Paraguay Export Economy is Agriculturally Based

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Paraguay Export Economy is Agriculturally Based

Bordered by Bolivia, Argentina and Brazil, Paraguay. It lies firmly in the heart of South America. With a land area of just under half a million square kilometres, a country that is considerably smaller than its neighbours and has one of the  lowest population densities in the region. With few mineral resources, Paraguay’s economy revolves around agriculture.

The country name Paraguay originates from the Guarani word for a great river, the Parana River. Indeed, this river is so large that it provides Paraguay, a semi landlocked country, with access to the Atlantic Ocean, as well as enabling the country to generate a significant amount of hydroelectric power. Power is generated at two dams, one shared with Brazil and the other Argentina, which supply all of Paraguay’s electricity requirements and have enabled the country to become the largest exporter of hydroelectric power in the world.

The importance of Agriculture

The east of the country is lowland where much of the population reside, while to the west and north the land rises to dry plains. Paraguay has some mineral deposits but they are fairly poor and less than 15 per cent of the population is involved in mining or industrial activities. In contrast, over half the population is involved in agriculture and forestry, much of this being on a subsistence basis.

After the expulsion of the Jesuits and Spanish in the late 1700s, the state owned around 60 per cent of the land. However, large tracts were sold to Argentina to pay for debts incurred during the bloody War of the Triple Alliance (1865-70), fought against Argentina, Brazil and Uruguay, which claimed more than 1.2 million lives, including two-thirds of the adult male population. Land policy remained contentious until 1930, when there was a broader accord on titling. The 1950s saw large tracts of land bought by American and Brazilian multinationals for the purpose of raising cotton, cattle, timber and soybeans, and a census in 1981 revealed that 79 per cent of the nation’s farmland could be attributed to just one per cent of the 273,000 farms.

The History of Soyabean

Grown since the time of the Jesuit missions, cotton was once a principal crop for Paraguay. In recent years, however, it has been displaced by the explosive growth in soyabean production, which had all but replaced cotton by the 1980s. In 1970, less than 55,000 hectares were devoted to soyabean, but within twenty years this had increased by more than ten times, such that soyabean was cultivated on more land than any other crop and generated export revenues of over US$150 million. Soyabean production now represents 10 per cent of the country’s GDP and 50 per cent of its exports. In fact, Paraguay is now the forth largest exporter of Soyabeans in the world and is seen as one of the more reliable ones.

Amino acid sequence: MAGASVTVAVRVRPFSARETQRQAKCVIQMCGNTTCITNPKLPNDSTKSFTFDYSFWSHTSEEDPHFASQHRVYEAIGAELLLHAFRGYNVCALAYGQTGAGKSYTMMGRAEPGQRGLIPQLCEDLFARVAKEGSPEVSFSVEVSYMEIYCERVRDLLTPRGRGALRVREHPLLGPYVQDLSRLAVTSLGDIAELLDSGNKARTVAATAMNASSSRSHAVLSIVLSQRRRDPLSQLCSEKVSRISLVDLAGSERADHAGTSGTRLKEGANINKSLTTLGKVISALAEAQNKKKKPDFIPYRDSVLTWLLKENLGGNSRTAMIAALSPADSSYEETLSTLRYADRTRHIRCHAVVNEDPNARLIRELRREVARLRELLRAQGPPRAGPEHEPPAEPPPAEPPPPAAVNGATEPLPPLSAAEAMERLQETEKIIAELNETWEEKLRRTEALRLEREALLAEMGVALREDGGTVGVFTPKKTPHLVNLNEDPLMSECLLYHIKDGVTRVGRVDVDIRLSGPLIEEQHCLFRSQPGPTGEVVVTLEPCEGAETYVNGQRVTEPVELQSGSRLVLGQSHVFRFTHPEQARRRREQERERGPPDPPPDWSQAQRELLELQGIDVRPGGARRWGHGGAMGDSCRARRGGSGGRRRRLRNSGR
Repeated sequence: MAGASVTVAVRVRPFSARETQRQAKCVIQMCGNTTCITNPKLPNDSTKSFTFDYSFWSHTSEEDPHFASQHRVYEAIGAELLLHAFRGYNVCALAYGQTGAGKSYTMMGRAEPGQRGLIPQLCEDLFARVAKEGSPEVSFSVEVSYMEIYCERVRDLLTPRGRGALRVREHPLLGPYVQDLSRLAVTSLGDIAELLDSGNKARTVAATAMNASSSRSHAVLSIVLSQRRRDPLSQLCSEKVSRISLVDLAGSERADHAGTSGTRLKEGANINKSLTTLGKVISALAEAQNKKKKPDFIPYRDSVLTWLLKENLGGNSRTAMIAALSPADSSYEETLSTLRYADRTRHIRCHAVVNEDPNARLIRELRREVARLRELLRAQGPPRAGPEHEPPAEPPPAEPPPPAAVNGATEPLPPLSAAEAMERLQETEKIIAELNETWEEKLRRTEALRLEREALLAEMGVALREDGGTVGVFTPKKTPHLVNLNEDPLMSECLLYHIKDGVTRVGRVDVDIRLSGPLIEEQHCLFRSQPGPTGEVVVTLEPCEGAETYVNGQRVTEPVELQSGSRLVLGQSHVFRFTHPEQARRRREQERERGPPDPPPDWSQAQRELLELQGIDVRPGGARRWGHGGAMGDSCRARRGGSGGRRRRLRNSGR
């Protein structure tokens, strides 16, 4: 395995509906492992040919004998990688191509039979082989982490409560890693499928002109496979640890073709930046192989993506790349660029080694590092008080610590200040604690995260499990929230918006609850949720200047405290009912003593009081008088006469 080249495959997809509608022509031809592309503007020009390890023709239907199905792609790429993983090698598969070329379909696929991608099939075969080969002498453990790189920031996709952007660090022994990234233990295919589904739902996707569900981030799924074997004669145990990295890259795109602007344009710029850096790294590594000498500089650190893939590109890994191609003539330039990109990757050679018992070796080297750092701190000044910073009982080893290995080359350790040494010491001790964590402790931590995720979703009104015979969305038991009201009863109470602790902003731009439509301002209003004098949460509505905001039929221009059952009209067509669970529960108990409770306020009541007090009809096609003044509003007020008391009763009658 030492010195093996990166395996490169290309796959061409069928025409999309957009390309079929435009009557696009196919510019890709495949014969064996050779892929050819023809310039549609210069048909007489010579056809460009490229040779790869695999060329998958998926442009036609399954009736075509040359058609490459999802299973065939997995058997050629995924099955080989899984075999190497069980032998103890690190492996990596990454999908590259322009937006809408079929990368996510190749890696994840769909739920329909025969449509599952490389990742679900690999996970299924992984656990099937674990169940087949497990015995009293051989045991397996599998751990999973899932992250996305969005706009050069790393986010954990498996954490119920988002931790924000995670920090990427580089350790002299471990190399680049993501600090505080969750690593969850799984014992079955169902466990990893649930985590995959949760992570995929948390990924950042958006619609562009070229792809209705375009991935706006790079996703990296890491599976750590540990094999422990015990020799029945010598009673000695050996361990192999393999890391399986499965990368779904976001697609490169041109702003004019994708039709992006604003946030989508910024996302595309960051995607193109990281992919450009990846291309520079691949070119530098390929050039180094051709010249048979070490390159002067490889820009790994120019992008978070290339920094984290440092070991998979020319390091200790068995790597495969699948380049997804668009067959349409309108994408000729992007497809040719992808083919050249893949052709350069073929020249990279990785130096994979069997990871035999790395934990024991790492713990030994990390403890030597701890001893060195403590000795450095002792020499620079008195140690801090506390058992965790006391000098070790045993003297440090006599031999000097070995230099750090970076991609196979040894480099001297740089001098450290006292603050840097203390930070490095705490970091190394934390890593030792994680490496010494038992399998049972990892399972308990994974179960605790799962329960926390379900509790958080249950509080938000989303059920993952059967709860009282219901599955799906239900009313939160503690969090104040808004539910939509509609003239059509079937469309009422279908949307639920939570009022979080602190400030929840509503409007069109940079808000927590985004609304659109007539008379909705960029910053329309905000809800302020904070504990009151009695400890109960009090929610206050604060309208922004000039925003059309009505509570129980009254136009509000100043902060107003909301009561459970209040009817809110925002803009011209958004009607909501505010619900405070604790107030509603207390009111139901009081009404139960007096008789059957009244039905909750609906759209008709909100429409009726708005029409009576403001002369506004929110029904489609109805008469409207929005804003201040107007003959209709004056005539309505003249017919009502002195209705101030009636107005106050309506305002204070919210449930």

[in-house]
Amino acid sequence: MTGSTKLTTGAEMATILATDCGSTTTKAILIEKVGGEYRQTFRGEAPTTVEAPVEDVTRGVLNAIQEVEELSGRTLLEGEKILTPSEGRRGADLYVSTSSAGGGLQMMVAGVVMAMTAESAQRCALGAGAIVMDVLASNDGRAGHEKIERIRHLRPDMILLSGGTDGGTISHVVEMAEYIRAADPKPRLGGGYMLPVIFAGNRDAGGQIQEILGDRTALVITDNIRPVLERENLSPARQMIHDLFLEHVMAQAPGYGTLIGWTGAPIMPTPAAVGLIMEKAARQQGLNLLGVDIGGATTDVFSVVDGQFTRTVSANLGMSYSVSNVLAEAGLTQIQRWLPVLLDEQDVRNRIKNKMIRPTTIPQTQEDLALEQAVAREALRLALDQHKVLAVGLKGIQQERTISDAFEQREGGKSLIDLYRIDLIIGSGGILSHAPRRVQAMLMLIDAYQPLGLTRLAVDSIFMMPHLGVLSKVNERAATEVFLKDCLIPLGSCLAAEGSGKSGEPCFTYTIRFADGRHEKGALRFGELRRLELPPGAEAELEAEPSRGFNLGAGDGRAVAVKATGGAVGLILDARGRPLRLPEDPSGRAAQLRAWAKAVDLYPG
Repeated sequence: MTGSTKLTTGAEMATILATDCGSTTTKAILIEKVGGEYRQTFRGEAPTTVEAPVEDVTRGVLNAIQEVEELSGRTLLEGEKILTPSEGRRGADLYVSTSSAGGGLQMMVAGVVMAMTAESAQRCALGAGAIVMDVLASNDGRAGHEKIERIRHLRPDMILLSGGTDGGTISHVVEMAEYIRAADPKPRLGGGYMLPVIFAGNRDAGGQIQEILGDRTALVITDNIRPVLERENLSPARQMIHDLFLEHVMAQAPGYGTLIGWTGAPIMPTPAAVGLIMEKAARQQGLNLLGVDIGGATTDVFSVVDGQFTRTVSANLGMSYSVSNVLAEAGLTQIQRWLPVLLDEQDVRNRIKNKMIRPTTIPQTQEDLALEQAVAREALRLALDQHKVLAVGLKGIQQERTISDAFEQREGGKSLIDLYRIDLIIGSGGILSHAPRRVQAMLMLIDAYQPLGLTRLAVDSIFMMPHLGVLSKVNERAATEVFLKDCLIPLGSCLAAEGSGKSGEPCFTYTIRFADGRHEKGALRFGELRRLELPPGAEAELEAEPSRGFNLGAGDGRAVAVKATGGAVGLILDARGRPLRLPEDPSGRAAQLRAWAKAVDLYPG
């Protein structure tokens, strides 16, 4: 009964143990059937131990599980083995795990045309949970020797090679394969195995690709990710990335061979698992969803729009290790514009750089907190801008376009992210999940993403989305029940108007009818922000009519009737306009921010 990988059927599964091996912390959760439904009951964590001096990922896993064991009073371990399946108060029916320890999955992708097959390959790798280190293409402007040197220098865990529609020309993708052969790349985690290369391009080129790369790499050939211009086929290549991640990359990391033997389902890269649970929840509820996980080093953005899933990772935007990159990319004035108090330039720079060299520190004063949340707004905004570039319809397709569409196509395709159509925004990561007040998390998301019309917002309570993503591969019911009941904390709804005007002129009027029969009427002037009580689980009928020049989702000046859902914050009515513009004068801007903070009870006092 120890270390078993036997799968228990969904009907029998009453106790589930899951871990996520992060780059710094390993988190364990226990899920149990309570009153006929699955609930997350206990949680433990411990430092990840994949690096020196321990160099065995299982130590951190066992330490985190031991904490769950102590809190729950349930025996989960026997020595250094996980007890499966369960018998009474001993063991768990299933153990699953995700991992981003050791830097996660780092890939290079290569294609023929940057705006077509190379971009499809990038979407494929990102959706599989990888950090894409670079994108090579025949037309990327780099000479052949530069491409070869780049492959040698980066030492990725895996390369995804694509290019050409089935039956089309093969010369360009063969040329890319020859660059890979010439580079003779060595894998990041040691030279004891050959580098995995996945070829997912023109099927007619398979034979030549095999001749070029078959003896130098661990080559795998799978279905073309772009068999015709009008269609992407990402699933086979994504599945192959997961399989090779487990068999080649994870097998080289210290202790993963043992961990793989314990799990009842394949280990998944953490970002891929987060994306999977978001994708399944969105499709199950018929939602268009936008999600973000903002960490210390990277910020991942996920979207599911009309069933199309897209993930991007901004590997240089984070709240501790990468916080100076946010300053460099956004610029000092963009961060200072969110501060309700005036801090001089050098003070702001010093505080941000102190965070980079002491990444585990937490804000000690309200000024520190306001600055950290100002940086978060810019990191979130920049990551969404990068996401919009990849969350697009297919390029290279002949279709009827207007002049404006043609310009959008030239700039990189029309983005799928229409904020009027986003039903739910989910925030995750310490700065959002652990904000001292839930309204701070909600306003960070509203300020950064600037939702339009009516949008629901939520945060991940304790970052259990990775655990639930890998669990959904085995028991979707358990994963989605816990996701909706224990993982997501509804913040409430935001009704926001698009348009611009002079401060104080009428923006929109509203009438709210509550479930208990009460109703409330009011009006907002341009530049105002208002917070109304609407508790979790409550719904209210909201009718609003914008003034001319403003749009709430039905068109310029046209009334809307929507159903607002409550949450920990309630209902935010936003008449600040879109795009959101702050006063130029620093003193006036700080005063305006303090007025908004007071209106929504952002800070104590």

Other Crops

While soyabean production might dominate Paraguay’s agricultural landscape, it is by no means the only crop grown. Tobacco cultivation continues (although production has decreased), which is exported, along with coffee and hardwoods, such as quebracho and cedar. Food crops include maize, cassava, beans and peanuts, the staple crops traditionally grown by the indigenous Guarani.

Paraguay is the world’s largest exporter of Petitgrain, an essential oil used in aromatherapy, perfumes, cosmetics and flavourings. The bitter orange tree (Citrus Aurantium var. Amara), is also cultivated for the production of oil, harvested from the shoots and leaves by steam extraction.

Meatpacking, cement production, sugar processing, textiles and brewing make up the industrial contribution to Paraguay’s economy.

Paraguay has achieved reasonable political stability with the National Republican Association-Colorado Party in power which has lead to a number of years  of strong growth thanks to its progressive investment policies.

Contact the Gateway to South America team to learn about the best investment opportunities in the region. The company is a benchmark for foreign investors wishing to invest in Argentina, Brazil, Chile, Paraguay, Peru and Uruguay, providing expert advice on property acquisition and investment tours.

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